The country's improving economic fortunes bode well for the residential real estate market in 2012, said Dave Liniger, chairman and co-founder of RE/MAX. His comments follow last week’s Illinois Association of Realtors’ (IAR) release of 2011 home sales. However, those figures were not good for Cook County, which saw a dip in home sales in 2011 compared with 2011.
Based on the recovering economy, the leader of RE/MAX recently predicted a continued rebound in the nation's housing market this year.
"Interest rates will remain at or near historic lows, and home prices will stabilize and start to rise by the end of the year," said Liniger in a prepared statement. "There is no question, the housing recovery will be slow and steady, but for many cities the turn-around is already happening."
The numbers in Illinois seem to bear this out. As the year ended, housing sales in the state began to rise. According to the latest IAR numbers, 8,828 homes sold statewide in December of last year. That's up 14 percent from the same month one year earlier.
Moody's Analytics brought even more good news for the coming year. The economic analysis company predicted that existing home sales across the nation will rise 12 percent in 2012 after rising 2 percent last year. The company also predicted that the number of new home sales will rise 74 percent in 2012.
At the same time, historically low interest rates on 30-year and 15-year fixed-rate mortgages make borrowing money to finance a house or condominium a more affordable prospect.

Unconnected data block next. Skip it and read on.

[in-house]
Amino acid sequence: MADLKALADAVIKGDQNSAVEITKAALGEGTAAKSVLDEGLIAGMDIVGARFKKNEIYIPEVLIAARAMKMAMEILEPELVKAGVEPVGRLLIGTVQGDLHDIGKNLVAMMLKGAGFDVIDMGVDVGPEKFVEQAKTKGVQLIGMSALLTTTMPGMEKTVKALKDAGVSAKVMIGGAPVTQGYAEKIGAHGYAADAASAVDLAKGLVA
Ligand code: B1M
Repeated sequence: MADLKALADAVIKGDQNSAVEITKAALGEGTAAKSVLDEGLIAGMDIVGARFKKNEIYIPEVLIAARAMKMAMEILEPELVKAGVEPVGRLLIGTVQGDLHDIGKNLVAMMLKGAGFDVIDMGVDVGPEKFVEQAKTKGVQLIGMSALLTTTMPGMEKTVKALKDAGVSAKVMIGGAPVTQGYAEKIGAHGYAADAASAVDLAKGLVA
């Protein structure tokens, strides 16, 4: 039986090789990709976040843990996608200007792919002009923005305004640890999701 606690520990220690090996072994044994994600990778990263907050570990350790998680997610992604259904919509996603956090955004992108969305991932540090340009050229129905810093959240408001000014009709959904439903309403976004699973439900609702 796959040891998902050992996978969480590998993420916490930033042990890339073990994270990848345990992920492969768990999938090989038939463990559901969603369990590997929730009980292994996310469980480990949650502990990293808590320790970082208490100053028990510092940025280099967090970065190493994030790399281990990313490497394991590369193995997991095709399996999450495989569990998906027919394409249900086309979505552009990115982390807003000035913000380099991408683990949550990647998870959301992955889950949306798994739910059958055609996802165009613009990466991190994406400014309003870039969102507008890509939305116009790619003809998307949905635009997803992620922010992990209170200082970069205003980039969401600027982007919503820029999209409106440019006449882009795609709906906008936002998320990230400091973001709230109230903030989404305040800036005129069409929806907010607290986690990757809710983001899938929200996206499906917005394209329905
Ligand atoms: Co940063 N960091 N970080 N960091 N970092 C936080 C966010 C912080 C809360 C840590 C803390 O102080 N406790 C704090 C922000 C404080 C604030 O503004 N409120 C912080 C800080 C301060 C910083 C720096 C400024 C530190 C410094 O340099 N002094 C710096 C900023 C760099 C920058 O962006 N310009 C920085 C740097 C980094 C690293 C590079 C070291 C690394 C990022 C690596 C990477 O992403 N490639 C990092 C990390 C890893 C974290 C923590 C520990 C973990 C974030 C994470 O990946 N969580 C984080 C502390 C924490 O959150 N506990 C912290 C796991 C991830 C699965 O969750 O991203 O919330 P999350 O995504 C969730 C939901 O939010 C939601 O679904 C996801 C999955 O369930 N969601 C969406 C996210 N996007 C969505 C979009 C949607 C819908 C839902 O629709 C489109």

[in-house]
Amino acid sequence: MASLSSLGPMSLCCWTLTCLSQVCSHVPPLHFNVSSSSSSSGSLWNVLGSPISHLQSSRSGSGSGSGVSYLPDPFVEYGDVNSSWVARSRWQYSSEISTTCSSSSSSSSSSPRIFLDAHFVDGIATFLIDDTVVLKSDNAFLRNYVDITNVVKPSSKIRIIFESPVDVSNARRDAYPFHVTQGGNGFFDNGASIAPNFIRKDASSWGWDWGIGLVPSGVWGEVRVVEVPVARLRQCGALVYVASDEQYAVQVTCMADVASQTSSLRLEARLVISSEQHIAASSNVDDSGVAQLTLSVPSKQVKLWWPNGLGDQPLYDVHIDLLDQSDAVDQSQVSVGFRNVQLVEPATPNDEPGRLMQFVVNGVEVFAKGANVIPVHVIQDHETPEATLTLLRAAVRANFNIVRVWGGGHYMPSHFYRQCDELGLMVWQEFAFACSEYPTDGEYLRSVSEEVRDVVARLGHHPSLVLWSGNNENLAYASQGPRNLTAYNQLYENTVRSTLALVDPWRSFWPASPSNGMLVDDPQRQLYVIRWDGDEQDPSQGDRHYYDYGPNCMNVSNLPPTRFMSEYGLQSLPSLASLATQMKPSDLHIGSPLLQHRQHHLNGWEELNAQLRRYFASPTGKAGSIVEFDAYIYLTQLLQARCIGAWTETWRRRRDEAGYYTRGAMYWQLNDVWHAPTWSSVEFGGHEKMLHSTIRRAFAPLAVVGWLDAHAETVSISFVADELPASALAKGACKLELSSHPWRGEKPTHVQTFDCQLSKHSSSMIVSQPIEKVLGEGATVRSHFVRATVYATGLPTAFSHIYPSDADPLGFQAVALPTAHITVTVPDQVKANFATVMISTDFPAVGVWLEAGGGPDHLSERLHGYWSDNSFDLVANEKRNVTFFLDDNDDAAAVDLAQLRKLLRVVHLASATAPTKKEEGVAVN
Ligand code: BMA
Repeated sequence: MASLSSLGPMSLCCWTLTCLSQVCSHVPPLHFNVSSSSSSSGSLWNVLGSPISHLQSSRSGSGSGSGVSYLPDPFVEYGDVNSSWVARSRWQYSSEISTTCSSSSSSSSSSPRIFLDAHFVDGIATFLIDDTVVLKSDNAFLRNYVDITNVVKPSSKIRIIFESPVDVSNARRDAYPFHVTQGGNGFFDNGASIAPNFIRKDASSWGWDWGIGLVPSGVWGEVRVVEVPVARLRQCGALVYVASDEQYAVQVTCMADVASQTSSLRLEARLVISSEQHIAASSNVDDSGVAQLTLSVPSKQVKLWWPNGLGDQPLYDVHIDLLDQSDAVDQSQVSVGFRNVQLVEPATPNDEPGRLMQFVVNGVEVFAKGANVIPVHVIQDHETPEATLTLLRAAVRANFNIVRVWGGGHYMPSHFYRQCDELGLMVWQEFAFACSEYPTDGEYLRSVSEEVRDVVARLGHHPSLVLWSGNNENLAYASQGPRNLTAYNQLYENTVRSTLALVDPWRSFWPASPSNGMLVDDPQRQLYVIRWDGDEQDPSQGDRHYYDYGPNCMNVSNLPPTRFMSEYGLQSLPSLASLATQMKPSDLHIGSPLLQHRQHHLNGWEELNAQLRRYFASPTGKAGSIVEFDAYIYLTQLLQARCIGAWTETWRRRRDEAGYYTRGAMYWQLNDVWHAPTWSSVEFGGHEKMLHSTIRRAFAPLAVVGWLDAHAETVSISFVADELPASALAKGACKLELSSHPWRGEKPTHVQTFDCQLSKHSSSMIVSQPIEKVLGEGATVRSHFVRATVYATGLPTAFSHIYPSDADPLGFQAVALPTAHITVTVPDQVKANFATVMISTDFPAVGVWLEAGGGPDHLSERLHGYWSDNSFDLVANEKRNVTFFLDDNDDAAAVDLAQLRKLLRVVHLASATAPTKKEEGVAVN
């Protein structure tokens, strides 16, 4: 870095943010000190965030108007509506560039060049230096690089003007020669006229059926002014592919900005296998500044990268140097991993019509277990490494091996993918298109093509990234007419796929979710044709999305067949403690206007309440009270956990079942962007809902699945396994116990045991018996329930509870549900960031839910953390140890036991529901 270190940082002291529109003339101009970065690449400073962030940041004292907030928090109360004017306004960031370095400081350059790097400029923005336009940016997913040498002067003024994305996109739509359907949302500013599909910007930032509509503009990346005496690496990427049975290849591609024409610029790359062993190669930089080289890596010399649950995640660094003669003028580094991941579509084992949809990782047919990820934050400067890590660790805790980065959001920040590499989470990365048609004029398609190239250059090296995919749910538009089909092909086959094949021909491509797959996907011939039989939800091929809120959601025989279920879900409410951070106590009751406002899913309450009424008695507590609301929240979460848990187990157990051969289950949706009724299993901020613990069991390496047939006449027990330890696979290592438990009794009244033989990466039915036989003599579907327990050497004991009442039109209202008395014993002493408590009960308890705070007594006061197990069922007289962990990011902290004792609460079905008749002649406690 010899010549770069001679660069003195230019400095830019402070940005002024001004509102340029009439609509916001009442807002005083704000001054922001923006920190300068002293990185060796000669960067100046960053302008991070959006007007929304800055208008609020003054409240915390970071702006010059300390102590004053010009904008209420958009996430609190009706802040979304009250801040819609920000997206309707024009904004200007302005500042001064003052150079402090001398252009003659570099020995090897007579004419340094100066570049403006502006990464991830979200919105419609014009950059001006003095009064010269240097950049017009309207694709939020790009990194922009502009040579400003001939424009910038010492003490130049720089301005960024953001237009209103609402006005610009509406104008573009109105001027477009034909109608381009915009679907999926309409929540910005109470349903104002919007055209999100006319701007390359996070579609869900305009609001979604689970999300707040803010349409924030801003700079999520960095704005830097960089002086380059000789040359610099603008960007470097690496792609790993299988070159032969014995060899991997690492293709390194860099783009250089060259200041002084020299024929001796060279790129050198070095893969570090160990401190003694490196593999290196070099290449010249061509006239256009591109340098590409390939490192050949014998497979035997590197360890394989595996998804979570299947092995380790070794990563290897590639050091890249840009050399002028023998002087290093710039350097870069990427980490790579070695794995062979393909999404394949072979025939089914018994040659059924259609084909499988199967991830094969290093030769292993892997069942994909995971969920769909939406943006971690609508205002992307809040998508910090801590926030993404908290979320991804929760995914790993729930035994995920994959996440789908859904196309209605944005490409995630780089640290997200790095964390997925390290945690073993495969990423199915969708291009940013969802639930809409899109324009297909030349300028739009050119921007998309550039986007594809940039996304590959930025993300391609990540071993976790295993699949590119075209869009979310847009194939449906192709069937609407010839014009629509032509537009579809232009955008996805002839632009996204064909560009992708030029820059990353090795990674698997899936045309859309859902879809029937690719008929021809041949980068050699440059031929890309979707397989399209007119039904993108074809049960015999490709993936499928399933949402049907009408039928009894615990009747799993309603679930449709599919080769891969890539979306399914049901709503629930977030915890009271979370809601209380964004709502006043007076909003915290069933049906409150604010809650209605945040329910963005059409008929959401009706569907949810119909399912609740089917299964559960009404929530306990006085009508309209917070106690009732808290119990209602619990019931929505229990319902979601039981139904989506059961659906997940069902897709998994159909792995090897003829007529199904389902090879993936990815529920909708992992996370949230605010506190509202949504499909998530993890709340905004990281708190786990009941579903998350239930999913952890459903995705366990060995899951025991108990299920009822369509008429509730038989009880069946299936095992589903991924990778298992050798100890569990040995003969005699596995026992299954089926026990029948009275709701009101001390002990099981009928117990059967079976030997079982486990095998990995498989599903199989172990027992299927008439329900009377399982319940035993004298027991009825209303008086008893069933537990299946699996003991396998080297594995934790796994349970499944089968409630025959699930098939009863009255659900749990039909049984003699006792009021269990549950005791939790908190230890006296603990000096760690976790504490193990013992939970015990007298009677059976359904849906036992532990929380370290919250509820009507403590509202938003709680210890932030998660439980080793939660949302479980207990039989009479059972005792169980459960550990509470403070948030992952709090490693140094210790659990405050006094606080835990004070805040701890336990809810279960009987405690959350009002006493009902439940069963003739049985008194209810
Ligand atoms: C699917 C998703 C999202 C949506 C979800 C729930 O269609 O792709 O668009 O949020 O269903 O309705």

"Informed and savvy consumers and investors recognize there is great opportunity in this market, and they are leading the way to recovery," Liniger said.
Liniger, during his 2012 forecast, offered several predictions regarding the 2012 housing market, including:
- Continued low interest rates;
- Home prices stabilizing and starting to rise;
- Increasing numbers of home sales;
- Rising inventories, mostly due to increased foreclosures;
- Distressed properties will make up about half of all sales;
- An improved short-sale process to help avoid foreclosure;
- Homeownership rates will continue to fall;
- Foreign and domestic investors will buy 25 percent of homes;
- Increasing reliance on real estate agents; and
- Increased use of mobile and social technologies.
Liniger co-founded RE/MAX in 1973. He now focuses on developing and promoting solutions to the housing crisis. Liniger is an advocate of foreclosure alternatives such as short sales. He also has been advising Washington policymakers and national lenders on a streamlined short-sale process that would help U.S. families avoid the trauma of foreclosure.